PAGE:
A factory worker (Doe) goes in search of a gambling den one of his now-deceased colleagues spoke of. Along the way he meets Sam (Horowitz), a drop out and both travel on their motorbikes across America to scatter his colleague's ashes where he was most happy.
When a decent enough work-mate he's just met is electrocuted by a faulty video game, factory hand Joe (Doe) pays for the man's cremation and collects the ashes in a disembodied motorcycle gas tank. On his own bike, Joe sets out into the Nevada desert in search of a gambling hole the late lamented happened to mention just before frying time, planning on carrying out a nebulous last wish.
On the road, Joe gets stuck with Sam (Horowitz), a jittery teenager conducting an obscure search of his own. Naturally they run into a succession of interesting eccentrics and tour some of the more picturesque and weird backwaters of the American West.
With John Doe of X and Adam Horowitz of The Beastie Boys representing subtly different types of American nonconformity, this cruises very much in the tracks of Easy Rider. Two drop-out heroes on bikes zoom through striking Western scenery with rock on the soundtrack, bumping into bizarro counterculture guest stars: John Cusack, Timothy Leary, Balgobin, David Carradine.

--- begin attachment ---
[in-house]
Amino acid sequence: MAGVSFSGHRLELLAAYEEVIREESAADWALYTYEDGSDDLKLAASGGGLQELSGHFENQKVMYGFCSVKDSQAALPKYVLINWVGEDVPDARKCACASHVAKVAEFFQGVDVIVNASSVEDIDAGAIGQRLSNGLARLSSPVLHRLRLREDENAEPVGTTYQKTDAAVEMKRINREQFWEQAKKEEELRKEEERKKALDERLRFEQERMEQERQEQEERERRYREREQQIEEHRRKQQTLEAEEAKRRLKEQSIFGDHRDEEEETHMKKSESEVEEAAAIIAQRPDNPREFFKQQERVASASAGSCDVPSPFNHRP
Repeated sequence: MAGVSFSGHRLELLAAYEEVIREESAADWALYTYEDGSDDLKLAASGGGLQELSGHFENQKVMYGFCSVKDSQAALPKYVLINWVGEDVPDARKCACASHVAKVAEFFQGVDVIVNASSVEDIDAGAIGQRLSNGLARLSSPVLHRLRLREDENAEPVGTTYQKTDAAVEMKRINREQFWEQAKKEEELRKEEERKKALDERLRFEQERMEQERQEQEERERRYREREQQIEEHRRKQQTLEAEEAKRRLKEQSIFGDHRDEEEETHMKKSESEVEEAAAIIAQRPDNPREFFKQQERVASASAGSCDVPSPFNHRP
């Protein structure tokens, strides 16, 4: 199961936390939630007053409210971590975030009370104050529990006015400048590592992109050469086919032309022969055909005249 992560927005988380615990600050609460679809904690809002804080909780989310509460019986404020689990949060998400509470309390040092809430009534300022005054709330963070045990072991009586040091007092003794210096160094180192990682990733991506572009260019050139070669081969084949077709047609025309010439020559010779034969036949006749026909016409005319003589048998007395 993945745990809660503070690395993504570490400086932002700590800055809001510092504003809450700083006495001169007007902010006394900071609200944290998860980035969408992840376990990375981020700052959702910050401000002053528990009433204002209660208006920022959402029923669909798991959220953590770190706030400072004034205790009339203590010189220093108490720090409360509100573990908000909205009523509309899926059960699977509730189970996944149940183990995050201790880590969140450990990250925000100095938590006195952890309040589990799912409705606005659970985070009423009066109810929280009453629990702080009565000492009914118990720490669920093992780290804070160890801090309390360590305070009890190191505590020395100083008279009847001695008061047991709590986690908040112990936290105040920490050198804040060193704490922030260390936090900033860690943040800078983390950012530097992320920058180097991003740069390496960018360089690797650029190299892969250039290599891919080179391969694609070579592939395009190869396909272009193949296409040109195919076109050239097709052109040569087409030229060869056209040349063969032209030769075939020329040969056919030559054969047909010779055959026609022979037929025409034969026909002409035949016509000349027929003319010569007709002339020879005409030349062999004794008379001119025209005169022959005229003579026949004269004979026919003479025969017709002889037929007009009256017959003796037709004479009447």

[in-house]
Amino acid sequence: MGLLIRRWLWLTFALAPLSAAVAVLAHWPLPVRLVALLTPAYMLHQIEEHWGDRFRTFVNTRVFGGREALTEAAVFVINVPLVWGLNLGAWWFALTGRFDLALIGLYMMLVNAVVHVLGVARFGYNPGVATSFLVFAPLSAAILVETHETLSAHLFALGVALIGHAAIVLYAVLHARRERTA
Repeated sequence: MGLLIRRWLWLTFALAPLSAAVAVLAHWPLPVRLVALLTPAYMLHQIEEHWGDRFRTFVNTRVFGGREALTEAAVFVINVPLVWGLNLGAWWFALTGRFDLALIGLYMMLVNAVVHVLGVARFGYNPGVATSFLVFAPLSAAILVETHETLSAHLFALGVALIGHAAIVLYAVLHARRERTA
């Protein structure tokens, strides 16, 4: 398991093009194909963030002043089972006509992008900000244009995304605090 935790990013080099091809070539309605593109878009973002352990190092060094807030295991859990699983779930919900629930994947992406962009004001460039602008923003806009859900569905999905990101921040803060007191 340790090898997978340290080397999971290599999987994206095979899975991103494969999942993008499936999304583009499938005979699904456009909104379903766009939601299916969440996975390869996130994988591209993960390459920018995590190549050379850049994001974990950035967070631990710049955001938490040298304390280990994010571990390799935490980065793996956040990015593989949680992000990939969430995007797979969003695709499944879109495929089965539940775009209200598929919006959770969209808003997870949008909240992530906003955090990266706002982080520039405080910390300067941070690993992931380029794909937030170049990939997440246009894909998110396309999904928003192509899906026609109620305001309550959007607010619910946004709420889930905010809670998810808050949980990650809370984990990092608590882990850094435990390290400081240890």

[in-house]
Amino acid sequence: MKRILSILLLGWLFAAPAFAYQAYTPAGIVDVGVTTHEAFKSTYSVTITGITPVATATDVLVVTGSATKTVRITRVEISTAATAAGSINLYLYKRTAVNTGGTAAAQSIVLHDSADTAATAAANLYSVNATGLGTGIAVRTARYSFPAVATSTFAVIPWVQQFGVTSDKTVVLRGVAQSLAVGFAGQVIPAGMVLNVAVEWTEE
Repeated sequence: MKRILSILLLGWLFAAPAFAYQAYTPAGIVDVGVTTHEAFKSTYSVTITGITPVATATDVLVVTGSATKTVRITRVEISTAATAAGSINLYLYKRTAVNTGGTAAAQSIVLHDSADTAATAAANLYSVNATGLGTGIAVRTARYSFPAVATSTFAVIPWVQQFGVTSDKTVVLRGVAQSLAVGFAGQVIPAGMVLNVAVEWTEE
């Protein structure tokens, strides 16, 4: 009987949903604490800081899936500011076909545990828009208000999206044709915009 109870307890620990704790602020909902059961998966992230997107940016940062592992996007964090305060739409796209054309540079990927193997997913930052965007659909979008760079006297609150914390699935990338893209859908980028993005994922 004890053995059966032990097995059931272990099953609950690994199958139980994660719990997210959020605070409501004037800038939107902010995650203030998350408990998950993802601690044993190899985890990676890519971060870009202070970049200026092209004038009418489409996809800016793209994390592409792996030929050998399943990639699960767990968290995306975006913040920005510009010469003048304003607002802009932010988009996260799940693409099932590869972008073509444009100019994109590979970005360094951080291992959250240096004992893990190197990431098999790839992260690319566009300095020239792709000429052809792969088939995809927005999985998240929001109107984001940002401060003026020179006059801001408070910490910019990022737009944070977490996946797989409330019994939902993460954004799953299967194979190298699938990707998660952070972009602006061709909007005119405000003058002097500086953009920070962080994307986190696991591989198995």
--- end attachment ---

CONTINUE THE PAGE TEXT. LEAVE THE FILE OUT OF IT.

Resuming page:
Writer-director Abbe Wool co-wrote Sid And Nancy, and this effort has some of the post-punk cool of Alex Cox's early, funny films. The film's philosophising is occasionally pretentious, Horowitz grates more than is welcome and the arrival at the end is something of a let-down. However, the quiet Doe shows a lot of movie potential, throwing away a good line when he finds one, and with its unfashionable adherence to the idealism of 60s dropout cinema and occasional deadpan belly laughs, this is well worth travelling along with for an hour and a half.
As with all road movies it is vital you have an inspired soundtrack, some amazing scenery and some off-beat characters along the way. Thankfully this movie has all three. Wool keeps a fast pace, stopping you from seeing very is happening, bar some deep philosophising and meeting of counterculture icons.